Ancient Enemy is a card based role playing game. It reminded me quite a bit of Puzzle Quest: Challenge of the Warlords for the Nintendo DS in terms of how the game felt. How Ancient Enemy plays is quite different in a surprising and pleasant manner.
The main gameplay loop for Ancient Enemy is a one on one card battle with an AI opponent. You have a randomly generated grid of cards, very similar to a game of solitaire. You must then move a card either lower or higher in value by one number onto the playing area. For example, if the current card in play has a value of five, you can remove either a four or a six from the field and place it on top of the five. Doing so charges up your attack cards.
You have available many types of attack cards, including physical attacks with weapons, and magical attacks with elemental attributes and bonus status effects if you can execute a combo. You also have available a defensive ability. You can only equip three abilities total, and oftentimes a balance of a physical attack, magic spell, and defensive ability works out quite well.
In order to charge up each attack, you need to clear the corresponding card type on the field. For example, the fire spell Pyre requires you to clear three magic cards from the field. Once you have cleared three magic cards, the Pyre spell is available to use. If you manage to clear many cards on the field in one turn, you’ll unlock a combo which will grand bonus damage, bonus damage blocked, or extra status effects depending on the card.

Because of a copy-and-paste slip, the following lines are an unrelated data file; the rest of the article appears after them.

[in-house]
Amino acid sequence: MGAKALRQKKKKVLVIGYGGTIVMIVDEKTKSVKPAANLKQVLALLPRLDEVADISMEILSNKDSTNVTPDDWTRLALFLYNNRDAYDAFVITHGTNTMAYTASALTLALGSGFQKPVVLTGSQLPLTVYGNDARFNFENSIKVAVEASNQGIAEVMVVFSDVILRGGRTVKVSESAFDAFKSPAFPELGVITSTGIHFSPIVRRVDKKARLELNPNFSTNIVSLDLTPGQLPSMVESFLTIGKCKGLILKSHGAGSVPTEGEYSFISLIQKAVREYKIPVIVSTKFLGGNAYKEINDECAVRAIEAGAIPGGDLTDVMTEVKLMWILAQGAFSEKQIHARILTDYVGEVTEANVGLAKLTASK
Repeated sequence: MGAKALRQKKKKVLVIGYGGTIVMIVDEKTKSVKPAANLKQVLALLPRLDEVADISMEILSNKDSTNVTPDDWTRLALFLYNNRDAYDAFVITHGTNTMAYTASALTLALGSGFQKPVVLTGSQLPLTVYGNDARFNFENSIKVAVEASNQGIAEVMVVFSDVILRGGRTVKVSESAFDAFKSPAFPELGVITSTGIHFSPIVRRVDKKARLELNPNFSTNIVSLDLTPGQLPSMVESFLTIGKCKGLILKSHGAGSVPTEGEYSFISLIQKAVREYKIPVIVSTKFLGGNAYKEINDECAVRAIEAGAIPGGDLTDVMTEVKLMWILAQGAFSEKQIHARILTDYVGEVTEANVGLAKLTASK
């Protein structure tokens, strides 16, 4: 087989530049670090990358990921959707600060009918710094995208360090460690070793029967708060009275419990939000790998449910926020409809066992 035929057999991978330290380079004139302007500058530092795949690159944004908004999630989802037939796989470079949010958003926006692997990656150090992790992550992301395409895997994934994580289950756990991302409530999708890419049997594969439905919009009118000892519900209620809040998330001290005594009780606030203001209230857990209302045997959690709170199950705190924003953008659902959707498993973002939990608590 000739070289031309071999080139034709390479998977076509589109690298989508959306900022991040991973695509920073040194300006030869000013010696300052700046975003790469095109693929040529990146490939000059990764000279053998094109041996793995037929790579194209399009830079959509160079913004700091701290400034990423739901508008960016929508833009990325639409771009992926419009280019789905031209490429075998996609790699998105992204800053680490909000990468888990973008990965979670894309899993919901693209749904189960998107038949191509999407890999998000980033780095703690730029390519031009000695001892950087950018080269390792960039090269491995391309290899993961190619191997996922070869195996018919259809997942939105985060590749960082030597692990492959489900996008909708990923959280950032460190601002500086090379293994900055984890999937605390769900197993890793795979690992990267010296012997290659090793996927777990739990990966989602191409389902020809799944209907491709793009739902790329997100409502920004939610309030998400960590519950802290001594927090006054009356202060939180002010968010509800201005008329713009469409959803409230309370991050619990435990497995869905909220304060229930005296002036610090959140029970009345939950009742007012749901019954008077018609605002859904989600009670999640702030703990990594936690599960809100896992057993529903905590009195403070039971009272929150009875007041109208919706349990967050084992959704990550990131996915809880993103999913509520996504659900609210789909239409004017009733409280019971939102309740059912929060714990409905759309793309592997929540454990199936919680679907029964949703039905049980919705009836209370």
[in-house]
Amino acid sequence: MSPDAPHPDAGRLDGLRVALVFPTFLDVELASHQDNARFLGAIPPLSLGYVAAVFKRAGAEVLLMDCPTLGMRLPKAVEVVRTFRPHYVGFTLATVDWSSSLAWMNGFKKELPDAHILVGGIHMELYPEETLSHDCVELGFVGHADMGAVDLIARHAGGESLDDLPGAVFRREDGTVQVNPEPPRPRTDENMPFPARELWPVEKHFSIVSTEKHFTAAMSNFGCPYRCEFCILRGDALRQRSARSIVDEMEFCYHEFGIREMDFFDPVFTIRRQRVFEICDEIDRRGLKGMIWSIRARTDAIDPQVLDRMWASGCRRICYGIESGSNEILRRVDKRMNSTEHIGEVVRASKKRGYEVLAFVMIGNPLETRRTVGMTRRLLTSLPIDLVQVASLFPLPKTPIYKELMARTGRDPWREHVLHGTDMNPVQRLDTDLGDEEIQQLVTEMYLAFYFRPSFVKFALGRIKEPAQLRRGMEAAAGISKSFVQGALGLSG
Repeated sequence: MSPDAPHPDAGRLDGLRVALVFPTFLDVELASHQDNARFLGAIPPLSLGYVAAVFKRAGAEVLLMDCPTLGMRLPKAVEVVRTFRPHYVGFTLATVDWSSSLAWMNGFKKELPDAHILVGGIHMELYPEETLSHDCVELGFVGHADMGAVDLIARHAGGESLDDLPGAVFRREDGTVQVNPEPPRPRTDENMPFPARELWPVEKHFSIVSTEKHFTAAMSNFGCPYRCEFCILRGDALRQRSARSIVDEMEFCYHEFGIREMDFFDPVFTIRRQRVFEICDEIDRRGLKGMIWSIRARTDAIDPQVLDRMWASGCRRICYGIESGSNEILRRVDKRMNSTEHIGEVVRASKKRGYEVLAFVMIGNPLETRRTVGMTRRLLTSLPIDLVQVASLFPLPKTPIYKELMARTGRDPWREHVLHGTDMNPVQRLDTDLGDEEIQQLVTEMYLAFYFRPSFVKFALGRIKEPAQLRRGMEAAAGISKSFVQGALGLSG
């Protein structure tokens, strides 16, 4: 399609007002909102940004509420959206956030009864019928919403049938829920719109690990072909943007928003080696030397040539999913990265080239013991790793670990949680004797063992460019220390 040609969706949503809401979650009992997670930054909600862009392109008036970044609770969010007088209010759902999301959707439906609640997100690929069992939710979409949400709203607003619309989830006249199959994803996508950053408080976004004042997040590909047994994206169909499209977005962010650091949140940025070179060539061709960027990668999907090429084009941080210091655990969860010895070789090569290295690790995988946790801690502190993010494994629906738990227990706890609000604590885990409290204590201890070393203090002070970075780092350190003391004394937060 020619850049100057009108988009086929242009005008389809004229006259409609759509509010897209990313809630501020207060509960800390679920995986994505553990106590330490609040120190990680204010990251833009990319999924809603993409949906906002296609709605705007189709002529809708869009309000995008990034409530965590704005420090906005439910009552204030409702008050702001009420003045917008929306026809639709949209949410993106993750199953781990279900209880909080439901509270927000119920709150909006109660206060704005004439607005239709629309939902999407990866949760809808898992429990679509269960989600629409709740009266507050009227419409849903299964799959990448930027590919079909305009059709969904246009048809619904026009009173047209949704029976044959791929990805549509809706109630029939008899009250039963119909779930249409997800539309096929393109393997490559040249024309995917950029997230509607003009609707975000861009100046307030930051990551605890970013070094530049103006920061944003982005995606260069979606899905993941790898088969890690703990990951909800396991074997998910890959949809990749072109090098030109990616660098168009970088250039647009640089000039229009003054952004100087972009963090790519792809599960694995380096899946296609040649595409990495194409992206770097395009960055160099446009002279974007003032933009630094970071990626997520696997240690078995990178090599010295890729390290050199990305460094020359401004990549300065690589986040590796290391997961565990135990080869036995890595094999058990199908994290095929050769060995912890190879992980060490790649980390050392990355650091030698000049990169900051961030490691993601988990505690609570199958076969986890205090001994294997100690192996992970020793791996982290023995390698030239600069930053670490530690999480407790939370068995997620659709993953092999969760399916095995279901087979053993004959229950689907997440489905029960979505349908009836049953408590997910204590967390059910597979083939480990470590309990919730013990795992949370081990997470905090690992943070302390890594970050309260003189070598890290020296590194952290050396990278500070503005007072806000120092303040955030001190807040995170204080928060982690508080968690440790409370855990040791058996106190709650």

The game has available ten chapters, and each chapter consists of fights with minions and searching nearby areas to draw power. After you defeat the boss at the end of the chapter, you are able to upgrade a skill in your passive skill tree, and buy new spells and abilities with your power points. Ability cards are one time use per battle that make removing the cards from the field much easier. You also have available consumable items and weapons that can be used to make fighting your opponent much easier.
The game feels great and it is incredibly satisfying when you figure out the mechanics and manage to pull off a massive combo. Just like Puzzle Quest on the Nintendo DS, this game came out of nowhere and ended up being a pleasant surprise.